About six years ago, we met an absolutely delightful couple, Dale and Pat. Dale's mother had made a habit of making Lepkuchen in November before Thanksgiving, so when Dale married, he and his wife created their own "official" holiday - Lepkuchen Day, to be celebrated on the Saturday before Thanksgiving, and to be dedicated to the making and eating of Lepkuchen cookies.
We thought it was a splendid idea, and after enjoying a Lepkuchen Day at their house (they hold an open house on L. Day to welcome neighbors and friends), we decided that we simply had to join in the fun. We were newly married, and needing some traditions of our own that weren't just adopted from our individual families, and so Lepkuchen Day became our new holiday tradition.
Tomorrow we will celebrate our fourth Lepkuchen Day (or third active Lepkuchen Day, to be honest, since we skipped one when we had just bought our house). I am so excited! I have three batches of Lepkuchen Dough waiting in the fridge (it's made a week in advance), and we have invited our friends and neighbors to join us (last year we had a grand total of one guest, but it was something!). I am really looking forward to it. Lepkuchen Day has become a very real holiday to us, and we love it!
And so, may I be the first to wish my gentle readers...
..... A Very Happy Lepkuchen Day!
And here is the recipe!
~ Lep Kuchen ~
There are certain things that are nice to know, especially when the world seems to go not well -- the King is coming, my family loves me, and at Christmas there are Lep Kuchen. The following recipe goes back more generations than I know, but probably came from Germany where the K's and H's (my mother’s family) have their roots. Enjoy making the batter, listen to Christmas music while baking them, and then savor the taste...and the memories. DFK
INGREDIENTS (Use high quality ingredients only)
• 2 lb. brown sugar
• 5 eggs (large)
• 2 tablespoons molasses
• 1 teaspoon allspice
• 1 “ nutmeg
• 1 “ cinnamon
• ½ “ ground cloves
• ½ cup whiskey (Seagram’s 7 Crown is very good.)
• 1 teaspoon baking soda (Dissolve it in the whiskey.)
• 1 cup chopped walnuts (If you buy walnuts that are already chopped, be sure to check them for any pieces of shells.)
• ½ lb. pitted dates (Use very cold scissors or knife to cut up into pieces slightly smaller than a raisin. Better to cut up your own dates than to buy already chopped ones.)
• 1½ to 1¾ quarts flour (This is about 2 lb. Use a liquid-measure container.)
• Box of powdered sugar (for the glaze) and a pastry brush
A. The Batter
1. Cut up the dates and the walnuts (check for pieces of shells).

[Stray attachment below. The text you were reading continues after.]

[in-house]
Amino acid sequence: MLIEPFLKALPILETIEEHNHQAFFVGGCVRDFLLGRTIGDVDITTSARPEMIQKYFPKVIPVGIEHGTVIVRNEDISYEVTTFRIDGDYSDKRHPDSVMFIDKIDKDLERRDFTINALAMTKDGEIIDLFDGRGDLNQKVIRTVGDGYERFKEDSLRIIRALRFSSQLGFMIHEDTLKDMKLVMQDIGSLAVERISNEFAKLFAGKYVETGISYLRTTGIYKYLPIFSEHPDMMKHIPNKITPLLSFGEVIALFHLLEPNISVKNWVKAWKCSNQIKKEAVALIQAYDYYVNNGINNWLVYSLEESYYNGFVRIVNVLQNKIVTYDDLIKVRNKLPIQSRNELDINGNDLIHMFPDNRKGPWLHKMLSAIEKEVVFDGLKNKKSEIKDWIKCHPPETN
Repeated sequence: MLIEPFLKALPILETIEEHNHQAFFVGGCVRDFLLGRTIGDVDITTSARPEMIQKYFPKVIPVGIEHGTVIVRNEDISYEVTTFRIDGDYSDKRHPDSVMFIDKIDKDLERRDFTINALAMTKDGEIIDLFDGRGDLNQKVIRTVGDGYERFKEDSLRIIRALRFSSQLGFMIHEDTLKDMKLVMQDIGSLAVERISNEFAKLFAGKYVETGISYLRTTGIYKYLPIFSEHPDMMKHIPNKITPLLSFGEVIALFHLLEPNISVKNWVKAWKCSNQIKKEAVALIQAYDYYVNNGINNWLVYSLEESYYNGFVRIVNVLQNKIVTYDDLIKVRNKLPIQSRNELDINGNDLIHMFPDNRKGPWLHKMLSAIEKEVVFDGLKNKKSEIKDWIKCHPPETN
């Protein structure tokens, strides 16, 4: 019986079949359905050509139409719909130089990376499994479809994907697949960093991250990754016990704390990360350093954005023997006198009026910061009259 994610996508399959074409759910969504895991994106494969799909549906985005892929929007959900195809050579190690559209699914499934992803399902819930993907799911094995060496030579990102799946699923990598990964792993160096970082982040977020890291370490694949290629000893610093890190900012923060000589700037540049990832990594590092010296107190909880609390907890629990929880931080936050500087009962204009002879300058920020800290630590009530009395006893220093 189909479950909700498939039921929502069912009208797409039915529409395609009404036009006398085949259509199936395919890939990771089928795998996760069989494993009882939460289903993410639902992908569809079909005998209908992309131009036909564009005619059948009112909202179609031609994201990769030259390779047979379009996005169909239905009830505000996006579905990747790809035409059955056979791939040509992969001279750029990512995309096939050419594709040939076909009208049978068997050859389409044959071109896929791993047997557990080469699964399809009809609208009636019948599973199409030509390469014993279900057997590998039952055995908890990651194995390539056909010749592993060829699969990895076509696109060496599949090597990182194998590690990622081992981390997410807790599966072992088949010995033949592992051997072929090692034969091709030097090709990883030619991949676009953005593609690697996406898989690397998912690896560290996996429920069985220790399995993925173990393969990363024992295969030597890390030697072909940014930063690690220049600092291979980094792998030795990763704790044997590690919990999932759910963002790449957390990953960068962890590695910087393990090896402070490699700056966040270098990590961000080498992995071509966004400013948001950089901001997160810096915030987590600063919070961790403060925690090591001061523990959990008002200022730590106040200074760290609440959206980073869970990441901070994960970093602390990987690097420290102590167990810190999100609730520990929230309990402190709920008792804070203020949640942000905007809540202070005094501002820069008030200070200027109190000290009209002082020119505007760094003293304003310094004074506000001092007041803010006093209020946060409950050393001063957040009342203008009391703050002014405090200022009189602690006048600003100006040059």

2. Thoroughly mix brown sugar, eggs, molasses, spices, and baking soda dissolved in the whiskey.
3. Stir in nuts and dates.
4. Add flour slowly (i.e., ½ quart at a time). Dough should be sticky, but not gooey. Don’t add too much flour. 1½ to 1¾ quarts usually is just about right.
5. Mix well. Use hands to blend ingredients.
6. Allow dough to stand 1+ week in covered container in refrigerator.
B. The Baking
1. Preheat oven to 350 degrees.
2. Spread a thin layer of flour on the cutting surface.
3. Have moist hands and moist rolling pin (cold water) to pat down and roll out dough (about ¼” thick, more or less to personal preference).
4. Cut dough into diamond shapes using a cold, wet table knife.
5. Use a non-stick cookie sheet.
6. Bake 8-10 minutes. Test the first tray to determine if you need to bake them shorter or longer.
7. Allow the cookies to cool, then spread a thin glaze on each. Make the glaze by adding water to powdered sugar until it forms a pasty consistency (a little thinner than Elmer’s glue).
1 batch makes 85-100 of the best cookies on earth.
In other happy, happy news!
Point #1 - Our insurance has tentatively agreed to pay for the more detailed genetic testing for baby! Hurray!!! I say "tentatively" because their letter was rather confusing - they said "yes, we'll cover it, but we don't guarantee payment." Hmm. However, our geneticist's office considers it sufficient to go ahead, so we'll be getting the test done after Thanksgiving and should have results sometime in January. When we get results, we will either (1) have answers, hurray, hurray!, or (2) know that this is the end of the road, and that we will just have to treat symptoms without having a diagnosis (because there is currently nowhere else to go in terms of testing - this is it). So either way will be a conclusion!
Point #2 - We saw baby's GI doctor this past Wednesday. If you will remember, our geneticist wanted us to do a brain MRI and a reflux test to see if baby's back-arching could be due to either neurological causes (the MRI) or reflux (the reflux test). We are not keen on the reflux test because it requires fasting, barium drinking, possible intubation, and most likely restraint for X-rays. So very fun. Plus the fact that baby doesn't really show signs of reflux. But we went ahead with the pre-procedure consult, and thankfully the doctor seemed to agree with us without us even having to voice our concerns! I think her main thought was "And you are here because....?" Or rather, she was concerned about completely different issues! (Baby's low weight concerned her, but I don't think she was concerned about reflux.) Anyhow, in brief, she said, "We could test for reflux by doing test A, B, C or D, but since those are really unpleasant for baby, let's just treat him for reflux and see if it works." If it works, we'll know his back-arching was caused by reflux, and if not, that it wasn't! Hurray! So we'll be going back there in 2 months, and hopefully that will be it.
Off to take advantage of nap time! Good night, all!